Fierce Conversations and Quantum Workplace today released new research that reveals trends around miscommunication in the workplace, from employees feeling comfortable speaking their minds to who is to blame for communication issues that do arise. The survey captures perceptions on workplace conversations, miscommunication, and employee engagement from over 1,300 employees.
“Communication, boiled down to simple conversations, are at the heart of every relationship, including those with your co-workers and your manager,” said Stacey Engle, executive vice president at Fierce Conversations. “This survey dives into some of the most pressing issues organizations face today when it comes to miscommunications across all levels, and highlights the importance of conversation skills when it comes to the health of an organization.”
Some of the key findings include:
- Only half of work-related conversations are high quality: Half of employees rated work-related conversations with their co-workers as either great or excellent, and a similar percentage was found for perceived conversation quality with immediate managers. Most of the individuals who rated conversations as high quality did so for both their co-workers and with their immediate managers, suggesting that they have the skill set to ensure they have high quality conversations no matter who the audience.
- Roughly half of employees aren’t regularly speaking their minds: Less than half (47.5%) of those surveyed said they always or almost always speak their minds at work, with 52 percent noting the same about conversations with their immediate manager. When an employee doesn’t feel comfortable bringing up issues, it could not only impact their job satisfaction, but also leave new ideas on the table, or let bad ideas move farther along than they ever should.
- Employees agree miscommunication happens across their workplace, but they aren’t part of the problem. More than 80 percent of employees indicated miscommunication occurred in their organization very frequently, frequently, or occasionally, yet only half admitted that they were directly involved in miscommunication as often. These results reveal that accountability is critical and often overlooked in an organization.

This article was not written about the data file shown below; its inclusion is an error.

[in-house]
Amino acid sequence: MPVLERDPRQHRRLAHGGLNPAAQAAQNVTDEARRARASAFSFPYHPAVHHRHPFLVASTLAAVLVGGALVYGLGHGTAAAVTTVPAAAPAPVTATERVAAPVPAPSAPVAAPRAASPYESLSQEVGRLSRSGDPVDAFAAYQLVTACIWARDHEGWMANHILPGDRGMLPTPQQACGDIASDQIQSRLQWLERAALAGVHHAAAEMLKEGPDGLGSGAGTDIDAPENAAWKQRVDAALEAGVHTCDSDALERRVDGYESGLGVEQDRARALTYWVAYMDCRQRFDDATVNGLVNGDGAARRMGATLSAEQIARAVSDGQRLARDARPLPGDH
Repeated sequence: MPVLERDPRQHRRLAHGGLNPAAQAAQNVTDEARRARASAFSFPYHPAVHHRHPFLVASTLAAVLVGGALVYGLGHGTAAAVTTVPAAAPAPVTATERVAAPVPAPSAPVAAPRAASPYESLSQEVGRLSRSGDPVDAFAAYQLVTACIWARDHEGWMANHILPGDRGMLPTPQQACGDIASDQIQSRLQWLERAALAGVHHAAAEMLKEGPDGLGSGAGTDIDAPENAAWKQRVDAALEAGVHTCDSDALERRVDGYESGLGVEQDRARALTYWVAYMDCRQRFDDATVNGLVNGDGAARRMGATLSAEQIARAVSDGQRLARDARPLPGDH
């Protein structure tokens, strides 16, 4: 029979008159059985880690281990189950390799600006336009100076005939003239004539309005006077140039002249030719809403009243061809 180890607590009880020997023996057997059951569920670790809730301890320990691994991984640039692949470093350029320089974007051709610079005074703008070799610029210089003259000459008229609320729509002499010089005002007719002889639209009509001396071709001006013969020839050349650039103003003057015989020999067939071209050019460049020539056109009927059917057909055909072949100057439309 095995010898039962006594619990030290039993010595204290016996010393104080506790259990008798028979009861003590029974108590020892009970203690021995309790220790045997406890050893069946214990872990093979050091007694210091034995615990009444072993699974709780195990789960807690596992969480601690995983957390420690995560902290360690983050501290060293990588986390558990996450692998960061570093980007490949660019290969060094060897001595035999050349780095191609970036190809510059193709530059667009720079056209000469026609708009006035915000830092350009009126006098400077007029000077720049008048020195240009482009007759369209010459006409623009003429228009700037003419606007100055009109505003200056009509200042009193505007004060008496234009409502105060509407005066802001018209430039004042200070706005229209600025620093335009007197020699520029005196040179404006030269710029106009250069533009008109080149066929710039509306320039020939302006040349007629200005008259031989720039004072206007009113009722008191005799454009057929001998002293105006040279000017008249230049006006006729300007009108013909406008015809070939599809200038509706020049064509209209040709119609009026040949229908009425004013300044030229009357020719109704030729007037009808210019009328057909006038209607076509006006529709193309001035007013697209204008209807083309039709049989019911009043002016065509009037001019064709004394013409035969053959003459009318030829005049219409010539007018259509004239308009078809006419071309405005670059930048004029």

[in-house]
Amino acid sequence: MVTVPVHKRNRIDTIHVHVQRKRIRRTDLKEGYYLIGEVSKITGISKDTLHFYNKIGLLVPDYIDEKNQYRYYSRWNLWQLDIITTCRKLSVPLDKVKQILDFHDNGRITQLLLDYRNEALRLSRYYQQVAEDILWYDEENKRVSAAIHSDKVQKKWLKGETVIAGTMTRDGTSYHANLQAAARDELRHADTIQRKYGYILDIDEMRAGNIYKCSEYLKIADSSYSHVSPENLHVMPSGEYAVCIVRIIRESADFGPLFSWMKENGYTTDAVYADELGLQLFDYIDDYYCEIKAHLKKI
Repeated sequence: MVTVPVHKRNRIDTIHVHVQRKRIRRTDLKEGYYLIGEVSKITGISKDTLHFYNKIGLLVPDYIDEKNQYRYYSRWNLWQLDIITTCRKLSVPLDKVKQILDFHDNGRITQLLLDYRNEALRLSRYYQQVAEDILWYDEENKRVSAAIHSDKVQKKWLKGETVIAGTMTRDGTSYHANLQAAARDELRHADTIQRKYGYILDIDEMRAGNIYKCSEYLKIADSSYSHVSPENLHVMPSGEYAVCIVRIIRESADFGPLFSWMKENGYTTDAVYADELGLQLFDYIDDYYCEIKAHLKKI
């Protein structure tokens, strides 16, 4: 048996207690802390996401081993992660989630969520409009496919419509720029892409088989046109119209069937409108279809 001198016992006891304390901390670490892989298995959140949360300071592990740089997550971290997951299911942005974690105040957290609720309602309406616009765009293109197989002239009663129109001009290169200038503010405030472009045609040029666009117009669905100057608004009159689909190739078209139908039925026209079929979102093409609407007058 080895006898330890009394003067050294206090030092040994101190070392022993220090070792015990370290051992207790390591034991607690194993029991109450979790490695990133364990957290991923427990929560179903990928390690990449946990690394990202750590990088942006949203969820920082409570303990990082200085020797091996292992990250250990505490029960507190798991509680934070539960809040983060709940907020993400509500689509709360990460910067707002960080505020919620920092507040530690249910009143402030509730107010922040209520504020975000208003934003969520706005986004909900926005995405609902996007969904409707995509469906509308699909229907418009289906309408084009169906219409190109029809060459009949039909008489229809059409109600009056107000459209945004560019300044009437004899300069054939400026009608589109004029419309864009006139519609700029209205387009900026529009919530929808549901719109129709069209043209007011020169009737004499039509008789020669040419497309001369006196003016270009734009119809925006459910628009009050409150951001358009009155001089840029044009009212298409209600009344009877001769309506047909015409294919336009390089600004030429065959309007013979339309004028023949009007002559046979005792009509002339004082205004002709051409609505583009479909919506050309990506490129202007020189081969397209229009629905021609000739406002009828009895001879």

- Everyone is responsible for miscommunication. Survey respondents were asked which group of employees they thought were most responsible for reducing miscommunication in an organization. More than half (52.7%) thought all employee groups were responsible, followed by supervisors and managers, who 32.5 percent of respondents thought were most responsible. Understanding the cause of miscommunication, including the responsibility to clarify issues, is a trait every employee should have.
- Technology can lead to greater miscommunication. Survey respondents (46%) thought technology-assisted communication (email, texting, phone, etc.) was more susceptible to miscommunication than in-person communication. However, almost as many respondents (43.3%) believed both were equally susceptible. How technology is used, and when it is warranted, is a key skill employees should understand to limit the level of miscommunication caused.
- Group conversations and meetings are more likely to result in miscommunication. 55.7 percent said miscommunication is more likely to occur in group conversations than in one-to-one conversations. The study concluded the number one source of miscommunication during team meetings is individuals interpreting messages and goals differently. This was the top reason by a wide margin with almost one-third of survey respondents in agreement.
"Engaged cultures are those that foster trusting relationships," said Greg Harris, President and CEO at Quantum Workplace. “And trust is the outcome of what we say and how we say it. This study highlights where organizations need to strengthen their muscles around conversations and communication.”
The full survey report on effective communication in the workplace provides additional insight into what these findings mean for organizations and tips for creating greater clarity in communication amongst employees.